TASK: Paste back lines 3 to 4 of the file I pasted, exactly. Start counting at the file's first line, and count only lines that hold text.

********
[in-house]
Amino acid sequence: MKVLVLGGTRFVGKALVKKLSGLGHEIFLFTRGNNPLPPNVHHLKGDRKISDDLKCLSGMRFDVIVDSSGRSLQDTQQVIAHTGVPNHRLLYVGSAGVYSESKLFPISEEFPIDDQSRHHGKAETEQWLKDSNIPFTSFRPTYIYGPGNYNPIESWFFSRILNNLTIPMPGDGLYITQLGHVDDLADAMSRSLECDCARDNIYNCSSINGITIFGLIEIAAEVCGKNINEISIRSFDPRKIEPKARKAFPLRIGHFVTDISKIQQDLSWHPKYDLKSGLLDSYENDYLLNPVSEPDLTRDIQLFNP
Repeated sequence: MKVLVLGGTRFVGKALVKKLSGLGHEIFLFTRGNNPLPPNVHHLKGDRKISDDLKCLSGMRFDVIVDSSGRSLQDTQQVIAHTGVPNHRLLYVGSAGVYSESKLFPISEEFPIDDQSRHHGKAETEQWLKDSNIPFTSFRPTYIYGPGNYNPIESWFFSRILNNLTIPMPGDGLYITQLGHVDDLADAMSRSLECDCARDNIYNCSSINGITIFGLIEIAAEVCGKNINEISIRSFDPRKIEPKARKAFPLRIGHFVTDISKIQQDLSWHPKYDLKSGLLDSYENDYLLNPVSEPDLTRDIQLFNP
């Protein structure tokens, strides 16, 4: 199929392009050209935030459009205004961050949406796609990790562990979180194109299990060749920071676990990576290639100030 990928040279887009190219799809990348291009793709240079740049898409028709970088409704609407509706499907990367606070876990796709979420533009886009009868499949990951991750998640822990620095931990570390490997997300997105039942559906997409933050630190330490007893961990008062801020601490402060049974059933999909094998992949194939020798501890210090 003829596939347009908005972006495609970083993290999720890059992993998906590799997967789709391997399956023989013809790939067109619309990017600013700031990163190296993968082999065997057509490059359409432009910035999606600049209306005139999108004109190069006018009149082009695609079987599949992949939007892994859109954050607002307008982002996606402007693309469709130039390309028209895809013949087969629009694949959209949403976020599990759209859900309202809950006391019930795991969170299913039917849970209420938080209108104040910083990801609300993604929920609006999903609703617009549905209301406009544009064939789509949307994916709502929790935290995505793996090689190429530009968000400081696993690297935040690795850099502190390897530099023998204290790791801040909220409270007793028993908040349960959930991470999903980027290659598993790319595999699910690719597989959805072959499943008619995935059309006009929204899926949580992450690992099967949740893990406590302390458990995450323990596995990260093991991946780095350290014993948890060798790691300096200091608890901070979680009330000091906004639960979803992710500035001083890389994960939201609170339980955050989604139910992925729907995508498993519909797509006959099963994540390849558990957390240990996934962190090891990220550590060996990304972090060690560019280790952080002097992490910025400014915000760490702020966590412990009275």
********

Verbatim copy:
Repeated sequence: MKVLVLGGTRFVGKALVKKLSGLGHEIFLFTRGNNPLPPNVHHLKGDRKISDDLKCLSGMRFDVIVDSSGRSLQDTQQVIAHTGVPNHRLLYVGSAGVYSESKLFPISEEFPIDDQSRHHGKAETEQWLKDSNIPFTSFRPTYIYGPGNYNPIESWFFSRILNNLTIPMPGDGLYITQLGHVDDLADAMSRSLECDCARDNIYNCSSINGITIFGLIEIAAEVCGKNINEISIRSFDPRKIEPKARKAFPLRIGHFVTDISKIQQDLSWHPKYDLKSGLLDSYENDYLLNPVSEPDLTRDIQLFNP
């Protein structure tokens, strides 16, 4: 199929392009050209935030459009205004961050949406796609990790562990979180194109299990060749920071676990990576290639100030 990928040279887009190219799809990348291009793709240079740049898409028709970088409704609407509706499907990367606070876990796709979420533009886009009868499949990951991750998640822990620095931990570390490997997300997105039942559906997409933050630190330490007893961990008062801020601490402060049974059933999909094998992949194939020798501890210090 003829596939347009908005972006495609970083993290999720890059992993998906590799997967789709391997399956023989013809790939067109619309990017600013700031990163190296993968082999065997057509490059359409432009910035999606600049209306005139999108004109190069006018009149082009695609079987599949992949939007892994859109954050607002307008982002996606402007693309469709130039390309028209895809013949087969629009694949959209949403976020599990759209859900309202809950006391019930795991969170299913039917849970209420938080209108104040910083990801609300993604929920609006999903609703617009549905209301406009544009064939789509949307994916709502929790935290995505793996090689190429530009968000400081696993690297935040690795850099502190390897530099023998204290790791801040909220409270007793028993908040349960959930991470999903980027290659598993790319595999699910690719597989959805072959499943008619995935059309006009929204899926949580992450690992099967949740893990406590302390458990995450323990596995990260093991991946780095350290014993948890060798790691300096200091608890901070979680009330000091906004639960979803992710500035001083890389994960939201609170339980955050989604139910992925729907995508498993519909797509006959099963994540390849558990957390240990996934962190090891990220550590060996990304972090060690560019280790952080002097992490910025400014915000760490702020966590412990009275």